A Canadian pilot bought the very first Mustang. Ford had to promise to give the pilot Mustang No. 1 million in exchange for car No. 1.
You couldn’t buy a convertible for 10 years. Ford stopped making convertibles in 1973 and didn’t start again until 1983.
It was almost named the Ford Cougar.
Ford sold 22,000 Mustangs the first day.
This isn’t trivia, but it’s worth noting: The turbo 4-cylinder engine was a new option for the first time in 1981.
Next: We need to borrow a phrase from Han Solo.
15. 1982 GT 302 HO
To borrow a phrase from Star Wars’ character Han Solo, the 1982 Ford Mustang may not look like much, but it had it where it counts. The 5-liter engine on GT 302 HO helped the car go from zero to 60 in just 6.9 seconds, according to MotorTrend.
Next: The model that saved the Mustang.
16. 1984 SVO
The mid-1980s will never be the golden era for Mustangs, and the model was in so much trouble that Ford thought about discontinuing the model. Until the 1984 SVO came out, that is. The powerful car with pinpoint handling put the Mustang back on the map. You could say it’s the model that saved the Mustang.
Next: Bridging the 80s and the 90s.
The 1987 Ford Mustang was the first year of a big redesign on both the inside and outside of the car. Ford stuck with the design until the 1994 model year.
Next: One small but noticeable change for the fourth generation.
It took 15 years, but the fourth generation Mustangs finally came out for there 1994 model year. The 1994 version had one small but noticeable change. Instead of the oval Ford logo, the galloping pony logo returned to the front grille. The model that returned Ford’s muscle car to prominence is considered one of the Mustang’s greatest hits.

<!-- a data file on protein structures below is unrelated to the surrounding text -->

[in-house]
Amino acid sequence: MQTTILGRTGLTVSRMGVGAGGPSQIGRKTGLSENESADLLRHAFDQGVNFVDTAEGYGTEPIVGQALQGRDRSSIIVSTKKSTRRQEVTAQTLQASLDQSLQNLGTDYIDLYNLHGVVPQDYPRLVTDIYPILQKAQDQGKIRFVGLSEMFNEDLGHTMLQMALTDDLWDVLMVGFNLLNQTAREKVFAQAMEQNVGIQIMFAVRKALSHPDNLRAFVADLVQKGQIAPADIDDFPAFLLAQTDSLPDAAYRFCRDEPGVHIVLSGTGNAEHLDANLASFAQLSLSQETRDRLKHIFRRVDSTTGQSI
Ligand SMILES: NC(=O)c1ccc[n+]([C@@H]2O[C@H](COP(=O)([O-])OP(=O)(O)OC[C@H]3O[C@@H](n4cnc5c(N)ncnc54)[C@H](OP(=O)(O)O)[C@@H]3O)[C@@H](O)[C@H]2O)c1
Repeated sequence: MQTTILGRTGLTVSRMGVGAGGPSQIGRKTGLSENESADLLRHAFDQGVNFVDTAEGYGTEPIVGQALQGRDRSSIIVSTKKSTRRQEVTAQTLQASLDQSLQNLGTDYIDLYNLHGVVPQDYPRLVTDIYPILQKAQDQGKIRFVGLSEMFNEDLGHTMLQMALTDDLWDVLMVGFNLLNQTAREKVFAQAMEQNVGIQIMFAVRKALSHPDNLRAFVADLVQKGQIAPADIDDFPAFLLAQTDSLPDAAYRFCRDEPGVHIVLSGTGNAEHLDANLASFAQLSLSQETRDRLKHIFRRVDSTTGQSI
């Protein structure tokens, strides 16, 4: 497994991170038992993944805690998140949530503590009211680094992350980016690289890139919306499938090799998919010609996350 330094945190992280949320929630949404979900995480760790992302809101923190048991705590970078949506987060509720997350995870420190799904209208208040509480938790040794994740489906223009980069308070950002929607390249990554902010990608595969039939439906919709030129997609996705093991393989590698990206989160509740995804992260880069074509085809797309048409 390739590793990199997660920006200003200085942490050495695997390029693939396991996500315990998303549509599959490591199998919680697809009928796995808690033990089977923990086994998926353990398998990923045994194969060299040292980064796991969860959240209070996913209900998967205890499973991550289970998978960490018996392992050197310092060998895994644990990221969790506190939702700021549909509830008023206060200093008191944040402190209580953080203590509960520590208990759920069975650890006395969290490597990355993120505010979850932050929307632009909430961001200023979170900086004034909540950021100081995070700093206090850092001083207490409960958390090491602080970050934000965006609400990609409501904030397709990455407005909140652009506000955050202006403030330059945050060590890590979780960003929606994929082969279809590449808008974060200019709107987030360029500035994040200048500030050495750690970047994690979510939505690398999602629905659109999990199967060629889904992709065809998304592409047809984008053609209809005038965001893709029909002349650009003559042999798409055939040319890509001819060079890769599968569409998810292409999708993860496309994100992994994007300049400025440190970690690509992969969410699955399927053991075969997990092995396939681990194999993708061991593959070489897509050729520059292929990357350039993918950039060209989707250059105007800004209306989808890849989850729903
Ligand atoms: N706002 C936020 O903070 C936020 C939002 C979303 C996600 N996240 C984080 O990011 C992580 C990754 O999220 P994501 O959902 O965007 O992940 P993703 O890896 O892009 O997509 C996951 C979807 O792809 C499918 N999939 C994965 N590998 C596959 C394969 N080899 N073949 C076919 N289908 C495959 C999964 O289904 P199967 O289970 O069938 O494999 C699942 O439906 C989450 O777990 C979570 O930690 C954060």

Next: A small step backward.
19. 1996 GT
The GT versions of the Ford Mustang are supposed to provide more punch under the hood and suck you back in your seat when you step on the gas. Unfortunately, the 4.6-liter V8 engine didn’t do anything more than previous GT versions. Still, the ’96 GT received positive reviews from Car and Driver even though it didn’t pack as much punch as expected.
Next: A horsepower boost.
The low-level V8 engine in the 1998 Mustang saw its horsepower jump from 215 to 225. Several other V8 engine options produced up to 390 horsepower.
Next: Time for a throwback.
Ford rolled out a new-look 2005 model in January of 2004, and die-hard Mustang fans had to be pleased. A bold redesign brought back a bull-nosed front grille, the four separate headlights, and overall outside design that recalled the late 1960s and early 70s look.
Next: Are you ready for a thrill ride?
22. 2009 Shelby GT500
Two engine options provided 540 and 650 horsepower on the Shelby GT500 starting in 2009, but if you could even bigger if you really needed a thrill ride. A twin turbo GT500 nicknamed Code Red churned out 1,200 horsepower when properly tuned.
Next: More Mustang facts.
The 2010 Ford Mustang was slightly redesigned to reduce drag. Things didn’t change much aside from that, so here are a few more Mustang facts from Mustang Maniac:
President Bill Clinton owned a Mustang (a 1967 convertible), and it’s one of the best presidential rides ever.
Mustangs have been pace cars at the Indianapolis 500 three times, but just once at the Daytona 500 (in 2010).
Red is historically the most popular color.
Next: Limited edition.
24. 2013 Shelby GT350
design house Shelby produced just 350 models capable of anywhere from 430 to 624 horsepower.
Next: Wanna race?
25. 2015 Shelby GT350R
Ford and Chevy pitted high-performance Mustangs and Camaros, respectively, against each other in 2015. The 2015 Shelby GT350R won the horsepower wars with a faster time on Germany’s famed Nürburgring, but consumers were the big winners no matter which model they preferred.
Next: Fast forward.
The sixth generation of the Ford Mustang debuted for the 2015 model year, but 2017 saw some design modifications and better-performing engines. Ford offered 2.3- and 5.0-liter engines with either automatic or manual transmissions.
Next: What a milestone.
Aug. 8, 2018, saw Ford reach a monumental milestone. The 10 millionth Mustang rolled off the assembly line, cementing it as one of America’s most popular cars.
Next: Let us refresh your memory real quick.
28. 2019 Ford Mustang Bullitt
A few minutes ago, we discussed the 1968 GT390 Fastback from the movie Bullitt. You can buy the modern version for 2019. Ford is bringing back the Mustang Bullitt, and it’s one of the most fun Fords to drive, which is really saying something.